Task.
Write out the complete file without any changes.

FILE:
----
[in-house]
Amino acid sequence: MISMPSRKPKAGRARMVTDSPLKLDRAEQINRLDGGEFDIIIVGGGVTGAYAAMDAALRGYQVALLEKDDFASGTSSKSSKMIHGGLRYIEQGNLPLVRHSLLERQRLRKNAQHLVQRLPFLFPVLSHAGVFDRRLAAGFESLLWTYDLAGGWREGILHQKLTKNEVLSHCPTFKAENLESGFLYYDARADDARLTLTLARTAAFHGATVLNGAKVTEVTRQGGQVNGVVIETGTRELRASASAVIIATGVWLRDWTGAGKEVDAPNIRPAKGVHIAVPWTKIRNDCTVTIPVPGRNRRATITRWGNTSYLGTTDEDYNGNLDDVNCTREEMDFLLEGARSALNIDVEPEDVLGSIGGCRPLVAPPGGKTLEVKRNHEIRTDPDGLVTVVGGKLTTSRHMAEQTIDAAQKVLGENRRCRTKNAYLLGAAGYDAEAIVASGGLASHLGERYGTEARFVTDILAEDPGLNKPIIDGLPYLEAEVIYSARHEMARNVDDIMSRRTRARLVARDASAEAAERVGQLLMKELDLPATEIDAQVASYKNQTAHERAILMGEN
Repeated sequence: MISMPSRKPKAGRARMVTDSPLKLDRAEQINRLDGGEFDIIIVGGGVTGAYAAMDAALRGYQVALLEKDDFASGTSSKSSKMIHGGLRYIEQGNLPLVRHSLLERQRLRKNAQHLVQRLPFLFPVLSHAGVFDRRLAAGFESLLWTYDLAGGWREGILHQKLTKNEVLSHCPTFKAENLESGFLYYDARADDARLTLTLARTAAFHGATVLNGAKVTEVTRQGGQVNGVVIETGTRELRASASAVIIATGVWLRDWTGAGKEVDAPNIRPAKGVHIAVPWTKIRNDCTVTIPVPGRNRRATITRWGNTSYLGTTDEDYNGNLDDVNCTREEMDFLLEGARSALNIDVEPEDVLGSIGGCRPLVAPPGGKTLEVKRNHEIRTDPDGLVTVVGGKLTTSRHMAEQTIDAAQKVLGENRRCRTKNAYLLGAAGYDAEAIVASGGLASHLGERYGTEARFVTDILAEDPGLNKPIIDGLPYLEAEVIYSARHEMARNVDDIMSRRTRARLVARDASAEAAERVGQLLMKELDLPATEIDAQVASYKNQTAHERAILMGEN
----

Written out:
[in-house]
Amino acid sequence: MISMPSRKPKAGRARMVTDSPLKLDRAEQINRLDGGEFDIIIVGGGVTGAYAAMDAALRGYQVALLEKDDFASGTSSKSSKMIHGGLRYIEQGNLPLVRHSLLERQRLRKNAQHLVQRLPFLFPVLSHAGVFDRRLAAGFESLLWTYDLAGGWREGILHQKLTKNEVLSHCPTFKAENLESGFLYYDARADDARLTLTLARTAAFHGATVLNGAKVTEVTRQGGQVNGVVIETGTRELRASASAVIIATGVWLRDWTGAGKEVDAPNIRPAKGVHIAVPWTKIRNDCTVTIPVPGRNRRATITRWGNTSYLGTTDEDYNGNLDDVNCTREEMDFLLEGARSALNIDVEPEDVLGSIGGCRPLVAPPGGKTLEVKRNHEIRTDPDGLVTVVGGKLTTSRHMAEQTIDAAQKVLGENRRCRTKNAYLLGAAGYDAEAIVASGGLASHLGERYGTEARFVTDILAEDPGLNKPIIDGLPYLEAEVIYSARHEMARNVDDIMSRRTRARLVARDASAEAAERVGQLLMKELDLPATEIDAQVASYKNQTAHERAILMGEN
Repeated sequence: MISMPSRKPKAGRARMVTDSPLKLDRAEQINRLDGGEFDIIIVGGGVTGAYAAMDAALRGYQVALLEKDDFASGTSSKSSKMIHGGLRYIEQGNLPLVRHSLLERQRLRKNAQHLVQRLPFLFPVLSHAGVFDRRLAAGFESLLWTYDLAGGWREGILHQKLTKNEVLSHCPTFKAENLESGFLYYDARADDARLTLTLARTAAFHGATVLNGAKVTEVTRQGGQVNGVVIETGTRELRASASAVIIATGVWLRDWTGAGKEVDAPNIRPAKGVHIAVPWTKIRNDCTVTIPVPGRNRRATITRWGNTSYLGTTDEDYNGNLDDVNCTREEMDFLLEGARSALNIDVEPEDVLGSIGGCRPLVAPPGGKTLEVKRNHEIRTDPDGLVTVVGGKLTTSRHMAEQTIDAAQKVLGENRRCRTKNAYLLGAAGYDAEAIVASGGLASHLGERYGTEARFVTDILAEDPGLNKPIIDGLPYLEAEVIYSARHEMARNVDDIMSRRTRARLVARDASAEAAERVGQLLMKELDLPATEIDAQVASYKNQTAHERAILMGEN